Also enjoyable this month is a song that was highlighted on Friend Jan’s blog in August. “Something More Than Free” Jason Isbell.  It tells a story, it makes me want to thank God for the work, though I actually don’t.  Jan writes good things about it, which you can read here.

Where the building exploded

A little past 9:30am on October 19, I heard a noise, which was loud enough to rattle the windows at work and cause some computer thing to beep as it reset itself.  It happened a second time and then there were many sirens.

My co-worker, always quick to find answers, found the news on the Fire Department’s twitter feed.  There had been a gas explosion in Northwest Portland.  Firefighters were on the scene and reporters were told where they should go for updates, and the best route to get there.

Though there were injuries, amazingly no one was killed.  You can see pictures and video by going here.

A week an a half later, we drove through the intersection, on the way to my Birthday dinner.  This the corner with the building that exploded, as well as the apartments next door.  

The plate glass blew out of the building across the street.

Saying goodbye to Videorama

When I moved to Kenton, Videorama took up 4/5 of this building, and the gym (also owned by the same people) was 1/5 of the building.  At some point, the two reversed themselves.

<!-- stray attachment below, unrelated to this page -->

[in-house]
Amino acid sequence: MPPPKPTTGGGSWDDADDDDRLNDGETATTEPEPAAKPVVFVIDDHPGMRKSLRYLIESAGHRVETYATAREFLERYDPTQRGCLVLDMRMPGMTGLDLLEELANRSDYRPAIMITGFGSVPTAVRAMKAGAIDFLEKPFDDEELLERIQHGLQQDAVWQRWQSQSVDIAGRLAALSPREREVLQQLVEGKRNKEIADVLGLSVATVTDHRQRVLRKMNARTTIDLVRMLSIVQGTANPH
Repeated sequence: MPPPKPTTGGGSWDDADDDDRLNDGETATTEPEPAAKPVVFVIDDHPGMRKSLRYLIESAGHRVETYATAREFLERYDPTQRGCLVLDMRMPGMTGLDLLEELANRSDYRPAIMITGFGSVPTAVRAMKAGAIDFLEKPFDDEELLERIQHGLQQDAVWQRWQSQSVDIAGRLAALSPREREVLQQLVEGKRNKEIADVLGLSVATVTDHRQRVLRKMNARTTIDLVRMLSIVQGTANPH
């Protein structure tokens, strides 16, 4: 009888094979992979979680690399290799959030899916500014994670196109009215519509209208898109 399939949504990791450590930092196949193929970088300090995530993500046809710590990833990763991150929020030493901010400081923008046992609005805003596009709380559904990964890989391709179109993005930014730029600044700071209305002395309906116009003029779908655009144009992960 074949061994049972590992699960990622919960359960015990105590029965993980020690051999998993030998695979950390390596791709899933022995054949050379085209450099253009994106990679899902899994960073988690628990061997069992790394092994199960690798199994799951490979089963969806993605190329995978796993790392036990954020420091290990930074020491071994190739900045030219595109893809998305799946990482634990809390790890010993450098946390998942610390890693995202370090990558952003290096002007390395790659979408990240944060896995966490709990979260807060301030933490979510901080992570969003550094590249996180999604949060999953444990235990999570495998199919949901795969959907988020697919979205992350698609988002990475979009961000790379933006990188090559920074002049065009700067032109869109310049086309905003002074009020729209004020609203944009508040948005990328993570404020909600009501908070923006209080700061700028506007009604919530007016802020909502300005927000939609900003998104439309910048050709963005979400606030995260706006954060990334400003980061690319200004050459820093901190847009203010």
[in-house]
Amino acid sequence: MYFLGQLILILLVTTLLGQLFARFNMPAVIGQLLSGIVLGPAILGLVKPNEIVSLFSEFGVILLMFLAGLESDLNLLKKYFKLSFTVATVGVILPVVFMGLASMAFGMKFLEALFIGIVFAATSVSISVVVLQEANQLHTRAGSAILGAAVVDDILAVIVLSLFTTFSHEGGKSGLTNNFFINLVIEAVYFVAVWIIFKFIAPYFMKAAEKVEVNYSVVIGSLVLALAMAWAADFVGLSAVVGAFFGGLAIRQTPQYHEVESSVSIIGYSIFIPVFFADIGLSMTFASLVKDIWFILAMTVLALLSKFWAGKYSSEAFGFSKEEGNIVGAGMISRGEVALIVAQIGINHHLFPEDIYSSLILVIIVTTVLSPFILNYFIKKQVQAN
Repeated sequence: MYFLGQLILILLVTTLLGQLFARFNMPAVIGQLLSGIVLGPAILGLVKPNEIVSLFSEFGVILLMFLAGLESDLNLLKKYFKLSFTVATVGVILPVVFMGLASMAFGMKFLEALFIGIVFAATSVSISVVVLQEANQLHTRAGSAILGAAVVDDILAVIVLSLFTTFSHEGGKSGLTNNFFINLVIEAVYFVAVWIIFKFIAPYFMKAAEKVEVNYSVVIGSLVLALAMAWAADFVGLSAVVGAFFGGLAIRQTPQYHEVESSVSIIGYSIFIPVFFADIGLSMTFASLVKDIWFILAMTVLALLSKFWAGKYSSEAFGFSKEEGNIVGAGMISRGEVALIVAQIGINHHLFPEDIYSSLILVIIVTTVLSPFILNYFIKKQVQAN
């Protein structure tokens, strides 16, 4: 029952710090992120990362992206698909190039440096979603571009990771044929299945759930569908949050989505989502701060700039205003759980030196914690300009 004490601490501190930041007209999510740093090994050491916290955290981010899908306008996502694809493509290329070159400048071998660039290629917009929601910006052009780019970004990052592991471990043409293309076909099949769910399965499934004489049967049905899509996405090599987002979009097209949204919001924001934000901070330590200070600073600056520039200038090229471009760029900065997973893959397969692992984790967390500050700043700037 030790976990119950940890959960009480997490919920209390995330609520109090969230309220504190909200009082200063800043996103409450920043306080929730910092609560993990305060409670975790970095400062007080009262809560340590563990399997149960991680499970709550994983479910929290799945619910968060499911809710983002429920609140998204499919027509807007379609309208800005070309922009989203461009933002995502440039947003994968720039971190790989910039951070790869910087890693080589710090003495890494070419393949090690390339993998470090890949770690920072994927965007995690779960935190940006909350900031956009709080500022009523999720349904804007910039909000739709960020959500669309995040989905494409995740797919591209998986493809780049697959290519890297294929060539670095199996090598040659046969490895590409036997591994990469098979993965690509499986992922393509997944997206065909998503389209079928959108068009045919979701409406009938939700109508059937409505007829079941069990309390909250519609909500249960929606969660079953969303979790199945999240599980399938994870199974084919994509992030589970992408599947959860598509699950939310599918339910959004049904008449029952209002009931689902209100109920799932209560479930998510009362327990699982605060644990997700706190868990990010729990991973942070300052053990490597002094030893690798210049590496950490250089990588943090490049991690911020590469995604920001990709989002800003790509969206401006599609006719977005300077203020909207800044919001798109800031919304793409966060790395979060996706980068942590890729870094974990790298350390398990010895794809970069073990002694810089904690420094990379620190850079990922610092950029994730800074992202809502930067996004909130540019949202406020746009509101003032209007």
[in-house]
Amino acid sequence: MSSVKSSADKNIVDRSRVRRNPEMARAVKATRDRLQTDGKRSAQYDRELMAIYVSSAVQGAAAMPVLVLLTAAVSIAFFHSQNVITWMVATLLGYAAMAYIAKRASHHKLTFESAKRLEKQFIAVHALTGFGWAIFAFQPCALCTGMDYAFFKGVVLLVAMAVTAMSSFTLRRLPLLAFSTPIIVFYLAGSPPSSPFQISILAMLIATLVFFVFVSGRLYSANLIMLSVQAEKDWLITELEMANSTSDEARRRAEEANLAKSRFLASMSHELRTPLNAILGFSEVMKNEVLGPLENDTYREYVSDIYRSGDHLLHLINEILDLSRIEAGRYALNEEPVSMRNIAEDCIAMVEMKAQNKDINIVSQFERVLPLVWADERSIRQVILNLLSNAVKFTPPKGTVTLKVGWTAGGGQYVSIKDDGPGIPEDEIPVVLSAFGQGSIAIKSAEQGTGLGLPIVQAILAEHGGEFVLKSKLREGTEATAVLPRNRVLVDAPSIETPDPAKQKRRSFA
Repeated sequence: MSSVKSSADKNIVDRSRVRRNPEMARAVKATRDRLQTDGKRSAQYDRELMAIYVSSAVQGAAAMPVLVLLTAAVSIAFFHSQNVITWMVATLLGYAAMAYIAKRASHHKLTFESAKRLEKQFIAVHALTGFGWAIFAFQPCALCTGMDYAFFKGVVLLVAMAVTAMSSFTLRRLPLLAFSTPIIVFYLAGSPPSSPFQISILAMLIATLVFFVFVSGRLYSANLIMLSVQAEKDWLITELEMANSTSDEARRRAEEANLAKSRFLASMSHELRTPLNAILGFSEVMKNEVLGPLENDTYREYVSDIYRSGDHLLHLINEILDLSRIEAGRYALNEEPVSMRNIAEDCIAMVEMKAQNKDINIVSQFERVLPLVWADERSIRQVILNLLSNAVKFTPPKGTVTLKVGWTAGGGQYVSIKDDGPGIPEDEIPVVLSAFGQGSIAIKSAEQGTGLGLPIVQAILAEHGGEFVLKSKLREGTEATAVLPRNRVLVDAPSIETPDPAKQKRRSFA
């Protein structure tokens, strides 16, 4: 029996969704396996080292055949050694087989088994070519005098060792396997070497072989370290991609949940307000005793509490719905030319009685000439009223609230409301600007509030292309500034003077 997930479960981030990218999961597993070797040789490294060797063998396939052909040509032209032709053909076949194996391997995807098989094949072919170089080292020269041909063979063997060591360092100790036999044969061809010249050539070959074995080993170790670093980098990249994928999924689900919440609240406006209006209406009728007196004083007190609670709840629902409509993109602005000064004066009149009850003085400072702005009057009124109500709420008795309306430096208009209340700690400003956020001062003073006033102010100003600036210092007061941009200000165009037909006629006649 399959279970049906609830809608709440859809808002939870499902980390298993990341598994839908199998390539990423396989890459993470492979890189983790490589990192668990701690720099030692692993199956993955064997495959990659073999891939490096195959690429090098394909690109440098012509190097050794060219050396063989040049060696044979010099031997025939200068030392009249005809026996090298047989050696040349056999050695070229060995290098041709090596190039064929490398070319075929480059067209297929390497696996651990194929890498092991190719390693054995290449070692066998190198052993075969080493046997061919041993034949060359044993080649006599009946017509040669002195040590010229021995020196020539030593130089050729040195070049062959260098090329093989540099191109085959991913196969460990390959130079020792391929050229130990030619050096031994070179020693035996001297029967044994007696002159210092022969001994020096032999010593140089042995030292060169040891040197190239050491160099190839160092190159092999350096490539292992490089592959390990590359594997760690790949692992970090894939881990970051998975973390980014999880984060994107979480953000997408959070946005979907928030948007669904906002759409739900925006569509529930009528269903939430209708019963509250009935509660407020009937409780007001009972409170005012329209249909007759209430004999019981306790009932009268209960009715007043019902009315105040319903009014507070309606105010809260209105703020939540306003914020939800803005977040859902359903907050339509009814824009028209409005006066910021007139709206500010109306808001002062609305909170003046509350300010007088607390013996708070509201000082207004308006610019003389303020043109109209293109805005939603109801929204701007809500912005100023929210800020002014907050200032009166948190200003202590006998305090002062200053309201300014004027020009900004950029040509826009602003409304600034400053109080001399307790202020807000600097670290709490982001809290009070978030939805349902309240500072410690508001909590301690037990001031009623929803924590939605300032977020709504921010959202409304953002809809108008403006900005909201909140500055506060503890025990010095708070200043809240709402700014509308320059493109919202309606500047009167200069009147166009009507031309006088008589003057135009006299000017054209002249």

And now, my last video store opportunity has gone.

I will miss having the opportunity to walk in, browse, rent new movies, find old movies.  I will miss the employee picks.  It was because of them I discovered All the Real Girls and other good movies.

It feels weird to realize that one of my jobs (video store clerk, Blockbuster Video) has completely disappeared. 

I cast my historic vote!

When I was 18, I cast my first vote ever in the US Presidential race for Bill Clinton and he won!  Growing up in a household of Democrats during the Reagan and Bush administrations, this was a very big deal.  I began my adulthood with a president I voted for.  I’m excited to be 42 and casting my vote for Hillary Clinton.  I never really had a guess as to when I would be able to vote for a woman for US President, because it always seemed so far away.  I’m happy to be casting this historic vote.

(I also voted for everything else too.  Running this country isn’t just about who is president.)